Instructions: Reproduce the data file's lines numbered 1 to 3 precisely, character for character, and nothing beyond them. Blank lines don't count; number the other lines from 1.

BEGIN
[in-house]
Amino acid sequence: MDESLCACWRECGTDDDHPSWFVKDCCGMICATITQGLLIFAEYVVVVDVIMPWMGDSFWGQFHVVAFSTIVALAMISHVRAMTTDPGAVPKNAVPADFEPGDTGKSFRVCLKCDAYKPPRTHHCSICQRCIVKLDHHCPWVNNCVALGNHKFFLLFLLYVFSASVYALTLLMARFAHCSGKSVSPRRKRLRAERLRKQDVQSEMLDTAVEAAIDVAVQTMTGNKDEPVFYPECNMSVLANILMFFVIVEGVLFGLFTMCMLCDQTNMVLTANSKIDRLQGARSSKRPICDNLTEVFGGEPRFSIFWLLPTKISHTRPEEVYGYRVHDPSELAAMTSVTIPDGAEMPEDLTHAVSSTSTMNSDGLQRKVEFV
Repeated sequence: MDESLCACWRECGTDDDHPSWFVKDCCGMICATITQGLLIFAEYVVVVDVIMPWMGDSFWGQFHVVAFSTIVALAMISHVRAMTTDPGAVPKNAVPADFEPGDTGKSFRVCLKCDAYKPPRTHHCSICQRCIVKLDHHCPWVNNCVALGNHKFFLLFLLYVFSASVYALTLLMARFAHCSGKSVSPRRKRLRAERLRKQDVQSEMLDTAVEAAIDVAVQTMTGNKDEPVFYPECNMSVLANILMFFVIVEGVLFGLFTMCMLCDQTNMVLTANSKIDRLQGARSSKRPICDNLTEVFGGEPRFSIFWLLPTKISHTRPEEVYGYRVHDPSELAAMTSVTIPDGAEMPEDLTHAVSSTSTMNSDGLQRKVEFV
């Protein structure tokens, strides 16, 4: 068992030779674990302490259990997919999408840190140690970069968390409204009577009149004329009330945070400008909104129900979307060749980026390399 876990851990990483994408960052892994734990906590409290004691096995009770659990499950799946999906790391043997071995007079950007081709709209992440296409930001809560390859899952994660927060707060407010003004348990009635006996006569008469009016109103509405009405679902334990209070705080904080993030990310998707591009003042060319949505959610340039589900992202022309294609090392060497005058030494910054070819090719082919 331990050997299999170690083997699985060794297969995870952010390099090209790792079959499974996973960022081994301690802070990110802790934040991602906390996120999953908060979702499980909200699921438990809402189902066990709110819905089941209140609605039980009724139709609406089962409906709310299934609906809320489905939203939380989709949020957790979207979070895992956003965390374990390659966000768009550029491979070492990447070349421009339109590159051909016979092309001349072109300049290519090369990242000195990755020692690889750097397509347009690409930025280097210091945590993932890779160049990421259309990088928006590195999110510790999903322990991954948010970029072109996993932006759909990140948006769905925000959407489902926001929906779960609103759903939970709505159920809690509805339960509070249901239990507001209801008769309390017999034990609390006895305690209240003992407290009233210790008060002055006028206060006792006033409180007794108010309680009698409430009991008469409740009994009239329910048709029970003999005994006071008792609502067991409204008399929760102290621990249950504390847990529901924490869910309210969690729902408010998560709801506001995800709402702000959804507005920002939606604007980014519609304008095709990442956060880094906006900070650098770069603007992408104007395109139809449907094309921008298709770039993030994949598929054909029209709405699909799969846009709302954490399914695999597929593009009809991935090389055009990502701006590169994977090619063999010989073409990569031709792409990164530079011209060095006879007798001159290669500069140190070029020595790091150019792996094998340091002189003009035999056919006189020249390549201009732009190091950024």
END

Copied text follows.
[in-house]
Amino acid sequence: MDESLCACWRECGTDDDHPSWFVKDCCGMICATITQGLLIFAEYVVVVDVIMPWMGDSFWGQFHVVAFSTIVALAMISHVRAMTTDPGAVPKNAVPADFEPGDTGKSFRVCLKCDAYKPPRTHHCSICQRCIVKLDHHCPWVNNCVALGNHKFFLLFLLYVFSASVYALTLLMARFAHCSGKSVSPRRKRLRAERLRKQDVQSEMLDTAVEAAIDVAVQTMTGNKDEPVFYPECNMSVLANILMFFVIVEGVLFGLFTMCMLCDQTNMVLTANSKIDRLQGARSSKRPICDNLTEVFGGEPRFSIFWLLPTKISHTRPEEVYGYRVHDPSELAAMTSVTIPDGAEMPEDLTHAVSSTSTMNSDGLQRKVEFV
Repeated sequence: MDESLCACWRECGTDDDHPSWFVKDCCGMICATITQGLLIFAEYVVVVDVIMPWMGDSFWGQFHVVAFSTIVALAMISHVRAMTTDPGAVPKNAVPADFEPGDTGKSFRVCLKCDAYKPPRTHHCSICQRCIVKLDHHCPWVNNCVALGNHKFFLLFLLYVFSASVYALTLLMARFAHCSGKSVSPRRKRLRAERLRKQDVQSEMLDTAVEAAIDVAVQTMTGNKDEPVFYPECNMSVLANILMFFVIVEGVLFGLFTMCMLCDQTNMVLTANSKIDRLQGARSSKRPICDNLTEVFGGEPRFSIFWLLPTKISHTRPEEVYGYRVHDPSELAAMTSVTIPDGAEMPEDLTHAVSSTSTMNSDGLQRKVEFV